The best books about ecological collapse

2 authors have picked their favorite books about ecological collapse and why they recommend each book.

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The End of Nature

By Bill McKibben,

Book cover of The End of Nature

McKibben is an American journalist, researcher, and founder of the environmental organization 350.org. His End of Nature is one of the first trade books to address climate change. Written in clear, accessible language, McKibben argues that nature has been thoroughly subjected to human forces that forever undermine traditional views of an environment set apart, pristine and original, from the things we have done to it. The biggest thing we’ve done is increase the average temperature above industrial norms, and this book is a classic framing of this issue. 

The End of Nature

By Bill McKibben,

Why should I read it?

2 authors picked The End of Nature as one of their favorite books, and they share why you should read it.

What is this book about?

One of the earliest warnings about climate change and one of environmentalism's lodestars

'Nature, we believe, takes forever. It moves with infinite slowness,' begins the first book to bring climate change to public attention.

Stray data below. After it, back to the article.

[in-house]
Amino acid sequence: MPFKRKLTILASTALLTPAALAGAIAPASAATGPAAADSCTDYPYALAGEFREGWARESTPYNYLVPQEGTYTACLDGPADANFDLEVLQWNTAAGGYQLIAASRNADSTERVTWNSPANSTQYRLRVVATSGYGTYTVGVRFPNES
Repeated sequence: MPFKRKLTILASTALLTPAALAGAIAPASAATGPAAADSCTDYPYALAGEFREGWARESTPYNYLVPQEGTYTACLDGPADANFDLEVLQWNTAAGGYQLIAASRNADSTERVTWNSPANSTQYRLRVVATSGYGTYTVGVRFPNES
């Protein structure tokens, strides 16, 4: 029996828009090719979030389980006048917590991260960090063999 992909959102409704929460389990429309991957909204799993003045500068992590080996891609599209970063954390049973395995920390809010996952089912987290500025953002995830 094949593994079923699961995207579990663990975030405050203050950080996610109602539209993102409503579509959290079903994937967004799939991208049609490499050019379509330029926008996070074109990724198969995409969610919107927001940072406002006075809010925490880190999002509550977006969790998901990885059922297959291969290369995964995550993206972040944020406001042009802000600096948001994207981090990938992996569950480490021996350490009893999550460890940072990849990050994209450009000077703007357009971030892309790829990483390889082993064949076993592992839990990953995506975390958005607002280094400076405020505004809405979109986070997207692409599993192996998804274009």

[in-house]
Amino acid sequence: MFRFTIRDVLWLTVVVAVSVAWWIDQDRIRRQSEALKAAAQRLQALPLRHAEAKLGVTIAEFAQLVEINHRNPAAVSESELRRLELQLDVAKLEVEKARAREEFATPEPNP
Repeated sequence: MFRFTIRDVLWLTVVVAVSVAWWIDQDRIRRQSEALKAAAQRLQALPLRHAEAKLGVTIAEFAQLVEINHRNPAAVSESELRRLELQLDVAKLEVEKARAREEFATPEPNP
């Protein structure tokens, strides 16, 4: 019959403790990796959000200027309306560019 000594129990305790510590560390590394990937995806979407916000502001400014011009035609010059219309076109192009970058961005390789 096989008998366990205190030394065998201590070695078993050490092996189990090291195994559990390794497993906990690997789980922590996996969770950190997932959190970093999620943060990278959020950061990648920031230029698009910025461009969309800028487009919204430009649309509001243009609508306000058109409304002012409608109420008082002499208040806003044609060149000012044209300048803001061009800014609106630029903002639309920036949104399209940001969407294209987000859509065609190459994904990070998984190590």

Interweaving lyrical observations from his life in the Adirondack Mountains with insights from the emerging science, Bill McKibben sets out the central developments not only of the environmental crisis now facing us but also the terms of our response, from policy to the fundamental, philosophical shift in our relationship with the natural world which, he argues, could save us. A moving elegy to nature in its…


Who am I?

Climate Studies is a massive, cross-disciplinary field that exceeds the grasp of everyone involved, myself included. I start from my home discipline, philosophy, and follow the leads wherever they take me—a practice I learned from decades as a Freud scholar. The climate books I admire most are those that take this vast literature and synthesize the issues. This means I admire and respect the work being done by smart journalists like McKibben, Klein, and Wallace-Wells, who are perfect jumping-off points to thinking carefully about the future of life today. They are the ‘journalist-philosophers’ who are attempting these essential first drafts of history. Start with them and see where it all leads. 


I wrote...

The Democracy of Suffering: Life on the Edge of Catastrophe, Philosophy in the Anthropocene

By Todd Dufresne,

Book cover of The Democracy of Suffering: Life on the Edge of Catastrophe, Philosophy in the Anthropocene

What is my book about?

The Democracy of Suffering is one of a small but growing literature that deals with the philosophical implications of climate change. Most such books emphasize the ethics of climate change, above all our ethical obligations to future generations. But this is (probably) the only book to start from the history and epistemological implications of the “subject” in Western philosophy. As such it paints a picture of the philosophical past that helped cause climate change; the neoliberal present that ended in 2008; and the ‘future’ of our terraformed planet today. Dufresne asks and answers three very big questions: who caused this catastrophe, and what is it doing to human subjects now? And what is the ‘Anthropocene Condition’?